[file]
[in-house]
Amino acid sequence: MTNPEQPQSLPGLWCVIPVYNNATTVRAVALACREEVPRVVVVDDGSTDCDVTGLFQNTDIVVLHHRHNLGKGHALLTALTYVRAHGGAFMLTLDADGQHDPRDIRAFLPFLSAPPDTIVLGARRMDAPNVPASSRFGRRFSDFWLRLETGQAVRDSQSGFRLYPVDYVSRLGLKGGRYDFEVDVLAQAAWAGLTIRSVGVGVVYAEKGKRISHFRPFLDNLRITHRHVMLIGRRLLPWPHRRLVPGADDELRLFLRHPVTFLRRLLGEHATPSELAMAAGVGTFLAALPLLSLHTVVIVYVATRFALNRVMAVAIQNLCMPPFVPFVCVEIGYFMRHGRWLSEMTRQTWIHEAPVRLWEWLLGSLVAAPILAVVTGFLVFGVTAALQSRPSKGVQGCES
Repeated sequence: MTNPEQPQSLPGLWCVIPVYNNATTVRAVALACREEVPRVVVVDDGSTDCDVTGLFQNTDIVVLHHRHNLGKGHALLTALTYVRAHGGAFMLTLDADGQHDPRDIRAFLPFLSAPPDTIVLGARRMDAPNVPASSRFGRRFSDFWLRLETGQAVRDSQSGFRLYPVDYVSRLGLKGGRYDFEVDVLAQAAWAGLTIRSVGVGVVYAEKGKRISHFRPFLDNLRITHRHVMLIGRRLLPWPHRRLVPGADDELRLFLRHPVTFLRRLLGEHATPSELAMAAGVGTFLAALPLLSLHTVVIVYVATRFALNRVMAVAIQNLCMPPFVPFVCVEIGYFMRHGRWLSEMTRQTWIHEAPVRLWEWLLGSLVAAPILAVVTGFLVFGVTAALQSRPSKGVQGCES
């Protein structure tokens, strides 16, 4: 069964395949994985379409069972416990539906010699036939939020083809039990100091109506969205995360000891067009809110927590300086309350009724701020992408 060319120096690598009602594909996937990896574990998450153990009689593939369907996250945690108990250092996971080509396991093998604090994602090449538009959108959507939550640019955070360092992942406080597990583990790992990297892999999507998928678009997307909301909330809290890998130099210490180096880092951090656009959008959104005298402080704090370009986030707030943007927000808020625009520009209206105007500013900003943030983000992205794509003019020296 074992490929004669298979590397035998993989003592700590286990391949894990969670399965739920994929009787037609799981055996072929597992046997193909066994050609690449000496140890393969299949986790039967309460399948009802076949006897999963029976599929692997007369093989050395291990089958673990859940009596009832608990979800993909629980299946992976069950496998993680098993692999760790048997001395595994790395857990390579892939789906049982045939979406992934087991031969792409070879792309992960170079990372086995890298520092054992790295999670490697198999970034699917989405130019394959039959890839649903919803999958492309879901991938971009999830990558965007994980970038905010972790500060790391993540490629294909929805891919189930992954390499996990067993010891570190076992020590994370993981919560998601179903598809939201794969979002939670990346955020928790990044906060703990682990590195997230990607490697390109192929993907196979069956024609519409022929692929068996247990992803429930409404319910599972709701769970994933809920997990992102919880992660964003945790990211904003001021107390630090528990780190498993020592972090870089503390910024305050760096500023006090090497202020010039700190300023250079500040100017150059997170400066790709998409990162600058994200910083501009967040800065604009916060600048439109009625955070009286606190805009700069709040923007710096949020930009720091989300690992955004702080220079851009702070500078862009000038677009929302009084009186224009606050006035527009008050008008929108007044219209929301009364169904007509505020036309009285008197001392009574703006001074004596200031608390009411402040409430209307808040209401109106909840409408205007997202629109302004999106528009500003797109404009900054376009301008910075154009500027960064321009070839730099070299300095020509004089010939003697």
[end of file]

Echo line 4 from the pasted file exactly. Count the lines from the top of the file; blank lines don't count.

């Protein structure tokens, strides 16, 4: 069964395949994985379409069972416990539906010699036939939020083809039990100091109506969205995360000891067009809110927590300086309350009724701020992408 060319120096690598009602594909996937990896574990998450153990009689593939369907996250945690108990250092996971080509396991093998604090994602090449538009959108959507939550640019955070360092992942406080597990583990790992990297892999999507998928678009997307909301909330809290890998130099210490180096880092951090656009959008959104005298402080704090370009986030707030943007927000808020625009520009209206105007500013900003943030983000992205794509003019020296 074992490929004669298979590397035998993989003592700590286990391949894990969670399965739920994929009787037609799981055996072929597992046997193909066994050609690449000496140890393969299949986790039967309460399948009802076949006897999963029976599929692997007369093989050395291990089958673990859940009596009832608990979800993909629980299946992976069950496998993680098993692999760790048997001395595994790395857990390579892939789906049982045939979406992934087991031969792409070879792309992960170079990372086995890298520092054992790295999670490697198999970034699917989405130019394959039959890839649903919803999958492309879901991938971009999830990558965007994980970038905010972790500060790391993540490629294909929805891919189930992954390499996990067993010891570190076992020590994370993981919560998601179903598809939201794969979002939670990346955020928790990044906060703990682990590195997230990607490697390109192929993907196979069956024609519409022929692929068996247990992803429930409404319910599972709701769970994933809920997990992102919880992660964003945790990211904003001021107390630090528990780190498993020592972090870089503390910024305050760096500023006090090497202020010039700190300023250079500040100017150059997170400066790709998409990162600058994200910083501009967040800065604009916060600048439109009625955070009286606190805009700069709040923007710096949020930009720091989300690992955004702080220079851009702070500078862009000038677009929302009084009186224009606050006035527009008050008008929108007044219209929301009364169904007509505020036309009285008197001392009574703006001074004596200031608390009411402040409430209307808040209401109106909840409408205007997202629109302004999106528009500003797109404009900054376009301008910075154009500027960064321009070839730099070299300095020509004089010939003697």